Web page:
Scroll, click, delete

Hounsel takes giant leap in deleting her Twitter account to embrace the more important things in life

I’d hear the bird tweet and quickly unlock my phone to investigate the notification. For hours my attention would be wrapped around the ceaseless feed of either irrelevant, personal or heartsore tweets. Twitter was where I got my information; it was how I kept up with my closest pals, and it was what all of our conversations revolved around majority of the time.

On September 7, 2014, that all changed for me as I hit the ‘confirm’ button to delete my Twitter account. Was it easy? Absolutely not.

I had 30 days to decide whether I wanted to sign in and revive my social life. For the first couple of weeks I would find myself twiddling my thumbs trying to stay occupied and fighting the urge not to sign in. At school I felt out of the loop as I sat and listened to my friends talk about trending tweets or the most recent twitter fights. Constantly I would ask “What tweet?” or “Who said that?” attempting to somewhat hop on the same train.

Needless to say I was annoyed and frustrated; evermore tempted to join back. I was experiencing my personal Twitter jail.

I was so used to seeing everyone’s news. Who broke up, who woke up, who was going to bed, what song they were listening to and what was getting on their nerves. Not only was I updated with others, but I was giving the same output. Whether what was on my mind, ‘90s song lyrics, a conversation with another tweeter or a retweet of something pointless, I was letting others in on my life. Twitter became a supremacy in my life. All free time was dedicated to that little blue app.

Being so accustomed to this social lifestyle, I was oblivious to the negatives I had adopted before. Time spent with friends had become spent together on Twitter; hardly was there communication without the distracting social media site present. Subtweets or careless tweets led to unnecessary drama, debates or nasty attacks. Twitter kept me away from my studies and the actual interaction with my family. Sitting in my bedroom, scrolling through the news feed, letting the time pass by without putting the phone down became acceptable and a routine.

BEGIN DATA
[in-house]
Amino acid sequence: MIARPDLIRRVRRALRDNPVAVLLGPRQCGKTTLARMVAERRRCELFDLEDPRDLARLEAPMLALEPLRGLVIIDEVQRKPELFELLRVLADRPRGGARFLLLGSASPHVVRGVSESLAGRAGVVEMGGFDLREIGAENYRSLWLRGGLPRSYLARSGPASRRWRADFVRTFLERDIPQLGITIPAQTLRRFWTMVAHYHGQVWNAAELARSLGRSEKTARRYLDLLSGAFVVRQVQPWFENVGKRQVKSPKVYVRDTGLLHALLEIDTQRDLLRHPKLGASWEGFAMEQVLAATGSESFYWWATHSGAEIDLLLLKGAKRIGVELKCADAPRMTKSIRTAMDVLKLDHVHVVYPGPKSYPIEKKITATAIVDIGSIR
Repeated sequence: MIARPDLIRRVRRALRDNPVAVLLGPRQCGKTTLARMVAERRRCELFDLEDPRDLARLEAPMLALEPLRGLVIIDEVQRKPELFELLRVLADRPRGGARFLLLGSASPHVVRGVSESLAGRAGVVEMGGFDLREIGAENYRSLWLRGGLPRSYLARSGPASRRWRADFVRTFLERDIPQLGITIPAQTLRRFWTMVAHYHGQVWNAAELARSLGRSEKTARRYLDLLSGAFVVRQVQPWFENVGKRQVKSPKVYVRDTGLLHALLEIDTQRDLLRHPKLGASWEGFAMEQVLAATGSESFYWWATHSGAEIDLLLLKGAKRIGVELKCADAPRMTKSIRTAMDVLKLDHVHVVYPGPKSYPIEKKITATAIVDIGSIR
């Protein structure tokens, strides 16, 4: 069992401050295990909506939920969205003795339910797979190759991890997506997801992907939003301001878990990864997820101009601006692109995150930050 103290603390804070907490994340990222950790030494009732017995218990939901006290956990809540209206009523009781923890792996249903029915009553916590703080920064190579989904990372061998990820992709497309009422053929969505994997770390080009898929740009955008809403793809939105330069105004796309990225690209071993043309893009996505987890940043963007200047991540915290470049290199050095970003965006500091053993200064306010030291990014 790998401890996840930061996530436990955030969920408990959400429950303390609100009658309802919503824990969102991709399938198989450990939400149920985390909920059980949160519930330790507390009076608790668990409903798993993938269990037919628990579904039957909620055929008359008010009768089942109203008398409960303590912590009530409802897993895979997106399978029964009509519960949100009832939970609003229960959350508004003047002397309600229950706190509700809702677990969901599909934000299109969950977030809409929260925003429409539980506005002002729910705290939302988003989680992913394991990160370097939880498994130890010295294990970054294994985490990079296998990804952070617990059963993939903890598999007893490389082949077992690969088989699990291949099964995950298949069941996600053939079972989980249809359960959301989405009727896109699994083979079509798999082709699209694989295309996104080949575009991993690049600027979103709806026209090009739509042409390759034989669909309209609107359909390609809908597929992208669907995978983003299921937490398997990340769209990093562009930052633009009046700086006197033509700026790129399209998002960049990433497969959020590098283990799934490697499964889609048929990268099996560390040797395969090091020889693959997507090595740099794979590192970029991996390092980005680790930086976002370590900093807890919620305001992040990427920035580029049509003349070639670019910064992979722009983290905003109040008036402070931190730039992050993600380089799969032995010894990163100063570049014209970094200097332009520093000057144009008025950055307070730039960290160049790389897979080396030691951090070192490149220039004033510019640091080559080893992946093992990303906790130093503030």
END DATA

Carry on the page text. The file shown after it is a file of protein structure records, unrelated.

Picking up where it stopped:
Looking back now, I ask why? Why did I deem that vital to my social life? Was that what it really took to survive in everyday communication with friends?

Although the temptation was heavy, I never returned to the buzzing website. Three months have gone by without my Twitter account, and I’m shocked by the outcomes I’ve experienced.

My relationships with my friends have become more genuine in the sense of true communication. Talking with them at lunch, I actually am asking more questions, personally seeing their reactions or feelings toward a subject and getting real feedback. I’ve found that conversations have become more genuine with others than they ever have been in my life. There has been an absence of misinterpretation by others of my tweets I’ve posted that has prevented the “inevitable” high school drama from arising in my life.

School is surprisingly less stressful, and I’ve spent more effort investing in time spent with family.  My attention isn’t stolen from homework. Notifications would catch my eye, and before I knew it, I had been creeping and scrolling for over 30 minutes. Now, I’m able to get through my homework quickly and distraction free.

Not having my Twitter has resulted in me facing my family issues rather than tweeting about them or ignoring them. Working to repair the relationship between my mom and me and how much I enjoy spending time with my brothers aren’t just something I tweet about anymore; they’re actual experiences now.

My social life is completely different from what it used to be. It’s kept those who are sincerely interested in my well-being or activities close through one-on-one communication.

Although there are times when a screenshot of a tweet is sent my way, I’m able to ignore it. Normally, I would’ve quickly investigated the tweet and retaliated in some manner.

The ultimate thief of my social interactions has been deactivated and more than likely won’t be back for a while.